O'Banion and McErlane - Chicago's Other Tough Guys

Essay by bigmark77College, UndergraduateB, December 2006

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In today's era, Chicago is one of the world's great metropolises. It sits on the cusp of Lake Michigan in the corner of Illinois where Indiana and Wisconsin meet. Chicago is a conduit of the nation's traffic for commerce and culture that connects the northeast with the west. With all of Chicago's industry, culture, and history, it does have better historical moments outside the times of the 1920's. The passing of time has healed the wounds of gang wars and mobsters made famous by Hollywood. If you asked anyone to name a famous Chicagoan, you would invariably get the name Al Capone. Al Capone is perhaps the most notorious mobster ever. Many films and books have been created in his honor. Some are factual and historically accurate, others merely fiction or legend. But of all of Capone's fame and power, he wasn't the only mobster to control the streets of the Windy City.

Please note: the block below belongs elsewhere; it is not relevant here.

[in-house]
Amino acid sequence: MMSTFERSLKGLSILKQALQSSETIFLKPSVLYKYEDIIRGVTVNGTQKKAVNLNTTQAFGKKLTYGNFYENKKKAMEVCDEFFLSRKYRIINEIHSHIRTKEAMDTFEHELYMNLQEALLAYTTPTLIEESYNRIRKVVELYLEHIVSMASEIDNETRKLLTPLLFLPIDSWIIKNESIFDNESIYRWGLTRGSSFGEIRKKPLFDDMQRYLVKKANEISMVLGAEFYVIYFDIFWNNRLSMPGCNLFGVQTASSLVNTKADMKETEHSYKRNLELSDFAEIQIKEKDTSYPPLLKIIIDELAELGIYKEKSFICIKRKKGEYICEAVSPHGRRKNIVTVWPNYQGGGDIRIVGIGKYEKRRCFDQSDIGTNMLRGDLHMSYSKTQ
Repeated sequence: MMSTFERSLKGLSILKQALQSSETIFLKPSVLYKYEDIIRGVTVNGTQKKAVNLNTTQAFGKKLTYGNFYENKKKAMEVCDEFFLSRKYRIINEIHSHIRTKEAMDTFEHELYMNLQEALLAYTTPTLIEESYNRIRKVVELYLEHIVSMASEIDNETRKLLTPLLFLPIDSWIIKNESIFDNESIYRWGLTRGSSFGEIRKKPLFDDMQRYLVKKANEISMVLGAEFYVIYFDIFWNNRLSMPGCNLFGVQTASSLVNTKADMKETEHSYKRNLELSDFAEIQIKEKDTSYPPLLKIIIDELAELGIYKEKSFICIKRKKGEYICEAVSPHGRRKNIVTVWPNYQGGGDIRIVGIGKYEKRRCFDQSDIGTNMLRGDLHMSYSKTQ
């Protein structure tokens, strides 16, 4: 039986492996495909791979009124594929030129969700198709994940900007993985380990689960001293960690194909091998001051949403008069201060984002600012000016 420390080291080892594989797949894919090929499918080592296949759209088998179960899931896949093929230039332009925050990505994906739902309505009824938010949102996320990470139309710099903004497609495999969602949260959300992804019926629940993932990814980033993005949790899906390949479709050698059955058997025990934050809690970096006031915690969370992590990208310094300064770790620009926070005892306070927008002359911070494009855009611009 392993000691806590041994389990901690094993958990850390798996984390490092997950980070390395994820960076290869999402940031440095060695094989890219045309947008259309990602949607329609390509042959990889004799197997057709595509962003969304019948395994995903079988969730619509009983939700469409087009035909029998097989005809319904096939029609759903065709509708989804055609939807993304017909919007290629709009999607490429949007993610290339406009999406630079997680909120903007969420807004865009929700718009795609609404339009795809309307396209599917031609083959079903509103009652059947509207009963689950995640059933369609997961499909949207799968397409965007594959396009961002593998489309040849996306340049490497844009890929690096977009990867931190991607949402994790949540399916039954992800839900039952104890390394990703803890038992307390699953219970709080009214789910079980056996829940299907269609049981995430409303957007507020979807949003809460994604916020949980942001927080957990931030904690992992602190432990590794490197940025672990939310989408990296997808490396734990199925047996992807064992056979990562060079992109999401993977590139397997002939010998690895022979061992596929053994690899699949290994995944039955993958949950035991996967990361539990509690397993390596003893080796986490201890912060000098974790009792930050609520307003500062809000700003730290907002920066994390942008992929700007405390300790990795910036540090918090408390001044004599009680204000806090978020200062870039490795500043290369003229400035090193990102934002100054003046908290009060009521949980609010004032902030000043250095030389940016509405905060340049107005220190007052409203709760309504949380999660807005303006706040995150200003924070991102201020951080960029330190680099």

There were many other gangsters involved in the rackets, murder, blackmail, and the ever-present illegal liquor trade. To research even half of the big time mobsters would fill volumes of books.

Chief among these Chicago mob men were Charles Dion O'Banion and Frank McErlane. The O'Banion gang chiefly controlled the north side of Chicago. O'Banion ran much of the bootlegging in the northern Chicago areas not controlled by the Torrio-Capone outfit. O'Banion's gang included famed gangsters Hymie Weiss and George "Bugs" Moran. Both of whom had powerful and violent stories of their own. O'Banion was described as, "Chicago's arch criminal, who has killed or seen to the killing of at least twenty-five men." Now, Frank McErlane was a different kind of mobster. He wasn't necessarily very powerful as far as mafia standards go, but he was known for his brutal and bloody reputation. McErlane has...